SOUTH RUSSELL — Some disagreement has surfaced among village officials over comments made recently about the fate of the Building Department.

While some say the village department better serves residents, others counter that the local building department has lost as much as $100,000 annually over the last nine years.

Comments in the discussion at the Oct. 28 Village Council meeting concerning the future of the building department are being contested by those who want to close the village department and transfer duties to the Geauga County building department.

In the meeting, council members talked about a possible Geauga County satellite building office in the village; however, that has to be approved by the Geauga County Commissioners. Representatives of the village were scheduled to talk with the county commissioners at their meeting this week.

Mayor Bill Koons has supported keeping the building department, saying the village is able to give better services to residents.

Councilman Mark Porter said there is no hurry to close the village building department. First, South Russell officials need to talk to county commissioners about setting up a satellite office in the village.

Councilman Ray Schloss, however, was one of those taking issue with the comments that supported keeping the village building department. He said the village has a copy of an audited financial statement for the village building department and what has been going on. “It’s not true,” he said of the mayor’s comments in favor of keeping the building department.

As chairman of the building department, Mr. Schloss said he has a financial statement for the building department for the past nine years. “And each year, the building department ran at a loss,” he said. “We are not making money. We are losing money.”

It is operating at a loss of $1.13 million for over the past nine years, Mr. Schloss said. The money taken in by the village from fees, licenses, permits and fines averaged $40,000 for each of the last nine years.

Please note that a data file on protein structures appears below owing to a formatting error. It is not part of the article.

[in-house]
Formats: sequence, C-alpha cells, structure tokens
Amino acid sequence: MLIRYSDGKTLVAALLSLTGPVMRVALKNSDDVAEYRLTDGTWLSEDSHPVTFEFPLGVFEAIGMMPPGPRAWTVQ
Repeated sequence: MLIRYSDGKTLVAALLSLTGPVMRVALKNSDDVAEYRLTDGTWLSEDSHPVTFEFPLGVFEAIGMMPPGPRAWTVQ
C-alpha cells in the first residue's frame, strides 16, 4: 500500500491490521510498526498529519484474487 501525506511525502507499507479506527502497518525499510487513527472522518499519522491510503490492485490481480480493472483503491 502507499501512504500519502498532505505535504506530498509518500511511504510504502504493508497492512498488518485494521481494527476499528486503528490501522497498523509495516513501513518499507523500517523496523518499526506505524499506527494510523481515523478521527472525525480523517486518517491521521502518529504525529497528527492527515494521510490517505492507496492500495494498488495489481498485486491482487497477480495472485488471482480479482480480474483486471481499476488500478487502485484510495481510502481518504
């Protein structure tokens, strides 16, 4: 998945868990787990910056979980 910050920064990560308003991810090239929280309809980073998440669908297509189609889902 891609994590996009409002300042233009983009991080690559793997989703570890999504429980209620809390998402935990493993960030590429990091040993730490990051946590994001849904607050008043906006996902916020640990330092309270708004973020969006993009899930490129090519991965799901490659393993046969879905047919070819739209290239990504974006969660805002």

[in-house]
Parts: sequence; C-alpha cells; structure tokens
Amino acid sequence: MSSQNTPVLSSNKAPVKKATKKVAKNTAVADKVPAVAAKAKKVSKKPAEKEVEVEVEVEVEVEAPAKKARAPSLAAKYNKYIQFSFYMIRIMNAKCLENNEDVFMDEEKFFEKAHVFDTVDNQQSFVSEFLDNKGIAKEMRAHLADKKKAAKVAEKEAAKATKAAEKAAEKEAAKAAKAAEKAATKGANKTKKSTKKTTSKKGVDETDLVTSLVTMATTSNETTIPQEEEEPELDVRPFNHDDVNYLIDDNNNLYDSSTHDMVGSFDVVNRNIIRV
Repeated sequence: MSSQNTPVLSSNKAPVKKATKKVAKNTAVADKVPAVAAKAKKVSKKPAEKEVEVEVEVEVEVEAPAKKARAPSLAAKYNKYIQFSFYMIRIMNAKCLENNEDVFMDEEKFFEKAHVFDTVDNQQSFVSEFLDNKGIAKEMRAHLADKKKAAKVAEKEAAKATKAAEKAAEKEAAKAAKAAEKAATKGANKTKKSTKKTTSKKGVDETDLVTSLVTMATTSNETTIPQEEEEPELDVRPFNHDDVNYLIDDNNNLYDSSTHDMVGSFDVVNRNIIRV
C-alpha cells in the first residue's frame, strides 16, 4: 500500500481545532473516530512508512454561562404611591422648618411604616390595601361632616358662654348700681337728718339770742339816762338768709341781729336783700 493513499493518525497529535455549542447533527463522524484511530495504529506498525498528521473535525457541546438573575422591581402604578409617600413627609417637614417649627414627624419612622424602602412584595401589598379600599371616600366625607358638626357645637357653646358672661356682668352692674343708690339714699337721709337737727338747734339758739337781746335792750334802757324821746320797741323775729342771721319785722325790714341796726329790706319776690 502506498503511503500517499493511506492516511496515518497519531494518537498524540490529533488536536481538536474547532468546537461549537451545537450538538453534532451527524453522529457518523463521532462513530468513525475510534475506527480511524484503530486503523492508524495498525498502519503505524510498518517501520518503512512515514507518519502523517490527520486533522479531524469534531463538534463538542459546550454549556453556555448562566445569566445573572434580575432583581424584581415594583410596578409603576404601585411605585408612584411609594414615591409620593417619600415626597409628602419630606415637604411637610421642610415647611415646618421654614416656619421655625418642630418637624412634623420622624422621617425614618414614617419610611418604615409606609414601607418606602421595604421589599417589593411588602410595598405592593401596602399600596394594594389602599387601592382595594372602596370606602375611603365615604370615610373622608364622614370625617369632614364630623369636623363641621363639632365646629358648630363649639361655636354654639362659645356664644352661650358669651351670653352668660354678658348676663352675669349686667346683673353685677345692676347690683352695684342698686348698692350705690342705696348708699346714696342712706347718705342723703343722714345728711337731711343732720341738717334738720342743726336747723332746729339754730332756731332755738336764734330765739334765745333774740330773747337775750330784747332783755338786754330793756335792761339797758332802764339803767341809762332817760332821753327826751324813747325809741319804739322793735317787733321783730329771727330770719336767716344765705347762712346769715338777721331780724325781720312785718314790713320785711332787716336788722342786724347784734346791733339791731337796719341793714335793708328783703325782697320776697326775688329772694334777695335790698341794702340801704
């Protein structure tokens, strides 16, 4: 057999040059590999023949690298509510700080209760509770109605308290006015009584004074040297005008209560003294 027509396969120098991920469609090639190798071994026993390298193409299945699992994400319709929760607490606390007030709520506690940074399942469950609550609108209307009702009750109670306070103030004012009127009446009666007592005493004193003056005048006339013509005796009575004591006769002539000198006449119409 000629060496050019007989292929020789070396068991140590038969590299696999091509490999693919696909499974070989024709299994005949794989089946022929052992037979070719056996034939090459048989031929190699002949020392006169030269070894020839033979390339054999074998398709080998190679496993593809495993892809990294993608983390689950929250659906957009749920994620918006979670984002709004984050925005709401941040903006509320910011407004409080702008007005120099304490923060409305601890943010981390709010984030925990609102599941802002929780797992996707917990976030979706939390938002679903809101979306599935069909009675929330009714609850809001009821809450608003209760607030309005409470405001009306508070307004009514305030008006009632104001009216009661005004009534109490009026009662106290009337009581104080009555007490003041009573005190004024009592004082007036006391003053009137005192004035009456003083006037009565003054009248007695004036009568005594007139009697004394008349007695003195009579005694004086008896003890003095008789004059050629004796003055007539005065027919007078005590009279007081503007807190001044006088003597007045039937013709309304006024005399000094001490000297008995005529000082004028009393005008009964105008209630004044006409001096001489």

He said his information is based on the village’s fiscal officer’s review and was checked by the state of Ohio in a recent audit.

“There is no way this department is making any money. It is fiscally irresponsible to allow this to move on,” Mr. Schloss said of the village continuing to operate the building department. “It is best for Geauga County to take over the building department. The mayor is totally wrong in regard to the statement that we are making money in the building department,” he said.

There is no “building boom” going on in the village, Mr. Schloss said. The village is basically built out. There are very few homes being built and it’s all remodeling that is being done, he said. It is all work that can be overseen by the county as is the case in every other township and village in Geauga, he said.

Mr. Schloss said it was put forth at the meeting that requests for inspections in the village that come in by 9 a.m. are responded to that day. “I find that statement to be false. It is known that happens in the county but not in the village.”

Councilman Mark Porter had said at the meeting he did not know if the county could guarantee same-day service, while the village can do so.

Councilman Mike Carroll is in favor of going with the county building department. He said the information set forth by some at the Oct. 28 meeting concerning the building department is not accurate. “The building department is costing the village about $100,000 a year until this past year when the model was changed to a subcontracted building inspector. This last year was less because there is no full-time building inspector, and it was not fully staffed the entire year,” he said.

“The mayor presented inaccurate information,” Mr. Carroll said. “It is still going to cost a minimum of $15,000 to $20,000 to keep the current building department model in which we contract for a building inspector.”

The village can provide the inspections if part-time Building Inspector Dave Hocevar is in the office, but when he is working for another community he can’t be there, Mr. Carroll said. The county, however, has multiple inspectors to do same-day inspections.

He said the village has considered a part-time building department and has been looking for a part-time building inspector and is unable to find anyone with the necessary qualifications to fill the position.

The level of service is less now, under the current arrangement, than if the village were to go with the county building and plumbing inspections, Mr. Carroll said. There would be no cost to going to the county because county residents pay taxes for that service, he added.

The mayor said the county does not inspect hot water heaters and footers, but they do, Mr. Carroll said.

He said the county building department does inspect footers and the county health department does hot water tanks and septic systems. The county does not inspect siding replacement, replacement windows and reroofing; however, most communities with building inspectors do not provide those inspections. South Russell does provide it, but there is no code requirement for those inspections, Mr. Carroll said.

“My point is the county could take over and do our inspections and would provide a better level of inspection because they can do the same-day inspections,” he said.

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